“Points was at an interesting inflection point where we still needed a fairly high degree of personal touch and subtle legal nuance in our outbound commercial contracts with our customers,” he says. “Right away I knew we were going to have a tripling of our legal department output just based on business segment changes alone, and I knew that we needed to gain some elastic scale, so we looked at some different solutions.”
About six months after Whitburn landed at Points, it quickly became clear to him that he was going to need more help. He looked at both traditional law firm providers and more technology-enabled platforms.
For legal support, Whitburn required counsel with experience in multiple practice areas — not just general commercial and technology law experience but substantive experience with complex cross-jurisdictional issues, in light of the firm’s international corporate partners, suppliers and customers.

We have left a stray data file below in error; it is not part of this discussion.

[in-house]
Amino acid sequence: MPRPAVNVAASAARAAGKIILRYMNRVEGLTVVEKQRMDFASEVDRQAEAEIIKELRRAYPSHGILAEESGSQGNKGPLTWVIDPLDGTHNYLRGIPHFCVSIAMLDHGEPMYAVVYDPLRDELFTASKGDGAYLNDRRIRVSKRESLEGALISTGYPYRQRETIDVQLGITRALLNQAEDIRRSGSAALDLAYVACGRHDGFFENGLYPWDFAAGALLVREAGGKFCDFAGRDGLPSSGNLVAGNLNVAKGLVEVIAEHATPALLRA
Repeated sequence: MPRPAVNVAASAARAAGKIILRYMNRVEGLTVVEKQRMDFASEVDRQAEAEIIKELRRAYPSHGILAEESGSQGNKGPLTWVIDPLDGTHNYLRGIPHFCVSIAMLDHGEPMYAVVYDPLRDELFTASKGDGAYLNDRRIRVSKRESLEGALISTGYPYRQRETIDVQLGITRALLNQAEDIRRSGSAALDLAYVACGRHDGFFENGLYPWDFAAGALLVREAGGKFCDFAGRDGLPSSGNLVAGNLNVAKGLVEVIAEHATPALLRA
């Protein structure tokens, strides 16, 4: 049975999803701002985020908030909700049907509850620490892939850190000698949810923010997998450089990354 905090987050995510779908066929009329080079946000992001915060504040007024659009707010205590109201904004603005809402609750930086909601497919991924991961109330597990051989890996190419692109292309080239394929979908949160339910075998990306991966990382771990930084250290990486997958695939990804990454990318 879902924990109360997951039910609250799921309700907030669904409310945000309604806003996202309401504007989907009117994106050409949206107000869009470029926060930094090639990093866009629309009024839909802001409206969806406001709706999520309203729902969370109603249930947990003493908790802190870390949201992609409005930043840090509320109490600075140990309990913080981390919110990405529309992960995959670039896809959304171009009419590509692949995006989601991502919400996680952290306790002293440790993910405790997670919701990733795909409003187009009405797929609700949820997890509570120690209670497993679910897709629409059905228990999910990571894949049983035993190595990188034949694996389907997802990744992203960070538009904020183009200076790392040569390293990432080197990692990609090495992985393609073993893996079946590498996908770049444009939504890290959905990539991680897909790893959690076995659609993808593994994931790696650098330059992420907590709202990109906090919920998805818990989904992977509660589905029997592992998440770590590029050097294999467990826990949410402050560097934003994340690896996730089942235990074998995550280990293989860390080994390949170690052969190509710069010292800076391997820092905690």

“Ultimately, where we landed was working with a flex law firm on a burstable basis as opposed to hiring in-house or expanding the legal department through our traditional legal services providers,” says Whitburn. “It gave us a cost-effective solution and, most importantly, the subject matter expertise that was stronger for the type of work we needed help with.”
Whitburn retained Conduit Law in September 2016. Working with Conduit Law’s president, Peter Carayiannis, and senior counsel, Rajiv Arya, they found a path that worked for the demands of Points’ business.
Then Whitburn set out to reimagine the legal department by implementing a “distributed” approach, relying on in-house resources for core operational matters, traditional law firms for expertise on discrete projects and using alternative law firms, such as Conduit Law, for the firm’s high-value, and large-volume, commercial legal work that requires experienced senior counsel able to work at a high volume on an on-demand basis.
Work done with Points and Conduit Law has allowed Points to more than double the throughput capacity of the legal function.
“The nice thing about it and interesting thing about the great value of working with Peter and Rajiv is we managed to do this mostly through a repositioning of budget, so I didn’t have to do a ton of new spend,” says Whitburn.